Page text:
on the wavelength of the traveling wave. For electrons, the thickness

of "the tunnelling barrier" is typically a few nanometres.

http://en.wikipedia.org/wiki/Quantum_tunnelling


Basic concepts stm scanning tunneling microscope l.jpg

Basic concepts: STM (Scanning tunneling microscope)

  • A STM is a powerful instrument for imaging surfaces at the atomic level.

  • It is based on the concept of quantum tunneling. When a conducting tip is brought very near to the surface to be examined, an applied voltage can allow electrons to tunnel through the vacuum between them.

http://en.wikipedia.org/wiki/Scanning_tunneling_microscope


Basic concepts inelastic electron tunneling spectroscopy iets l.jpg

Basic concepts: Inelastic Electron Tunneling Spectroscopy (IETS)

  • IETS is an experimental tool for obtaining the vibrational spectra by detecting changes in a tunneling current due to inelastic scattering process.

  • In a tunneling current electrons experience elastic scattering, but if the applied bias voltage is high enough some electrons will experience inelastic scattering, exciting vibrations in the molecule and observing a small change in the current.

  • The small change in the current is clearly noticeable in the second derivative.

http://en.wikipedia.org/wiki/Inelastic_electron_tunneling_spectroscopy


Basic concepts inelastic electron tunneling spectroscopy iets11 l.jpg

Basic concepts: Inelastic Electron Tunneling Spectroscopy (IETS)

  • Experimentally, the first and second derivative of the I –V curve is obtained by a lock-in amplifier technique.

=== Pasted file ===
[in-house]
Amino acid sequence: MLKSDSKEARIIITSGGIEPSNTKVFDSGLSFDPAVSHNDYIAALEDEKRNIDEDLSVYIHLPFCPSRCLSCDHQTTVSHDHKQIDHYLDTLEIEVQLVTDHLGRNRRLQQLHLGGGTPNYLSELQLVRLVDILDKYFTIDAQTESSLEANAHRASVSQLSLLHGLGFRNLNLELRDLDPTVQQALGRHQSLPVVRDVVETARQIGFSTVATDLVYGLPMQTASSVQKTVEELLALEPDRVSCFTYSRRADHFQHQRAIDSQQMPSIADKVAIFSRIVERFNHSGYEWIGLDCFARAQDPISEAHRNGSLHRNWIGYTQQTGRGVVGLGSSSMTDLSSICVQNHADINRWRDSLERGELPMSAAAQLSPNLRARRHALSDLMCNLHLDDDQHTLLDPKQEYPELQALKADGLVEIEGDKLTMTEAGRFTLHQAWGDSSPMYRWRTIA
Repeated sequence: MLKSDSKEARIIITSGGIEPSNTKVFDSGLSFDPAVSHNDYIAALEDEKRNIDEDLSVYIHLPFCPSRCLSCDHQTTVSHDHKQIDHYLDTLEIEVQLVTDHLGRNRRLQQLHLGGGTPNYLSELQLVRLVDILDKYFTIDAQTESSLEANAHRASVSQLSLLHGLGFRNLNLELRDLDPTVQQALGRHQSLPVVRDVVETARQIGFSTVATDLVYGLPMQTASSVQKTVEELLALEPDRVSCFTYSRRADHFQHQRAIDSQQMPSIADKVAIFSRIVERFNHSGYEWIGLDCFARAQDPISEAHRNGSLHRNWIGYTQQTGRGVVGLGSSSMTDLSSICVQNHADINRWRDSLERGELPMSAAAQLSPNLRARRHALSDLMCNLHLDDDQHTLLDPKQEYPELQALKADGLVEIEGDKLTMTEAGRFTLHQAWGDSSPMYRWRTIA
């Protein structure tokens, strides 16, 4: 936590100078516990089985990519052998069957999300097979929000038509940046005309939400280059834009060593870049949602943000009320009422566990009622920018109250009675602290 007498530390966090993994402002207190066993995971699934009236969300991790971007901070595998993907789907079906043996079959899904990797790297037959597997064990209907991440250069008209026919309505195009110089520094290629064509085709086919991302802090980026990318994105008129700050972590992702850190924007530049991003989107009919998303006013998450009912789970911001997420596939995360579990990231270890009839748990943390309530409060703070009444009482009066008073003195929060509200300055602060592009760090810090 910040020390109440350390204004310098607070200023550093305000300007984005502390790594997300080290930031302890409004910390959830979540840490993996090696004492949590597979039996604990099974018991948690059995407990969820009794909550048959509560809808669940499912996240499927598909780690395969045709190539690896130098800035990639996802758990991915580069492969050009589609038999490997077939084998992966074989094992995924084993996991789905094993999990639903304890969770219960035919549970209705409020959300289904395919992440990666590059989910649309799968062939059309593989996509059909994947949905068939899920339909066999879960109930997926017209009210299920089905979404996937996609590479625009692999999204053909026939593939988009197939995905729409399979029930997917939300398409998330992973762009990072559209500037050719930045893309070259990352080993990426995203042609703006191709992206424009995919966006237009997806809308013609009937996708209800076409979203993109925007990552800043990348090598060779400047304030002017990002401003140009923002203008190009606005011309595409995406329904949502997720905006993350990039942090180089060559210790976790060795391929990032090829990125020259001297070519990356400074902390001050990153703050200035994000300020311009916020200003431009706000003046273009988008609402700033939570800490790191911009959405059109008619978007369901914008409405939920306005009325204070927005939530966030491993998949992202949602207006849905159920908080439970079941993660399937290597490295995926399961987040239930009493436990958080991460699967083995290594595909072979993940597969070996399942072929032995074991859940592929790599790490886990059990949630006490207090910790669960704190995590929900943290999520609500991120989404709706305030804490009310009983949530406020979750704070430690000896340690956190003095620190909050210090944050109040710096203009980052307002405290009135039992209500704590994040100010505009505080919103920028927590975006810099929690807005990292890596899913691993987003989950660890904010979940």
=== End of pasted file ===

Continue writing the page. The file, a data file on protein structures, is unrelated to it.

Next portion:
• The voltage applied across the tunnel junction is an AC small signal Vω superimposed onto a DC bias signal VG. The current through the junction can be written as a Taylor expansion.

C. Petita and G. Salace, Rev. Sci. Instrum. (2003)


Basic concepts lock in amplifier l.jpg

Basic concepts: Lock-in amplifier

  • Lock-in amplifiers are used to detect and measure very small AC signals (pico and nanovolts). Accurate measurements may be made even when the small signal is obscured by noise sources many thousands of times larger.

  • They achieve this by acting as a narrow bandpass filter which removes much of the unwanted noise while allowing through the signal which is to be measured.

Noisy signal

http://www.boselec.com/products/siglimwhat.shtml


Review of previous works stm based molecular junctions l.jpg

Review of previous works:STM-based molecular junctions

  • An STM is used to form a molecular junction aiming to measure the conductivity of an N-alkanedithiol molecule.

  • The gold-Nitrogen affinity make it possible the formation of a covalent bond between N-alkanedithiol molecules and each metal gold electrode.

  • Alkanedithiol molecules are in solution on a gold substrate.

http://www.zurich.ibm.com/~bmi/REVFIG4.JPG


Review of previous works stm based molecular junctions14 l.jpg

Review of previous works:STM-based molecular junctions

  • Initially the STM gold tip is approached until making contact with the gold substrate, and when slowly retracted it is formed a gold wire of a few atoms.

  • When the gold nanowire is present it’s detected quantized values of conductance which decrease (as the tip is moved out) until a minimum value before the gold nanowire breaks.

B Xu and NJ Tao, Science (2003)


Review of previous works stm based molecular junctions15 l.jpg

Review of previous works:STM-based molecular junctions

  • The STM tip continues being retracted and at a critical point the gold nanowirebreaks.

  • When the gold nanowirebreaks it’s still detected quantized values of conductance but much lower than before.

  • Those conductance values are attributed to the N-alkanedithiol molecules.

B Xu and NJ Tao, Science (2003)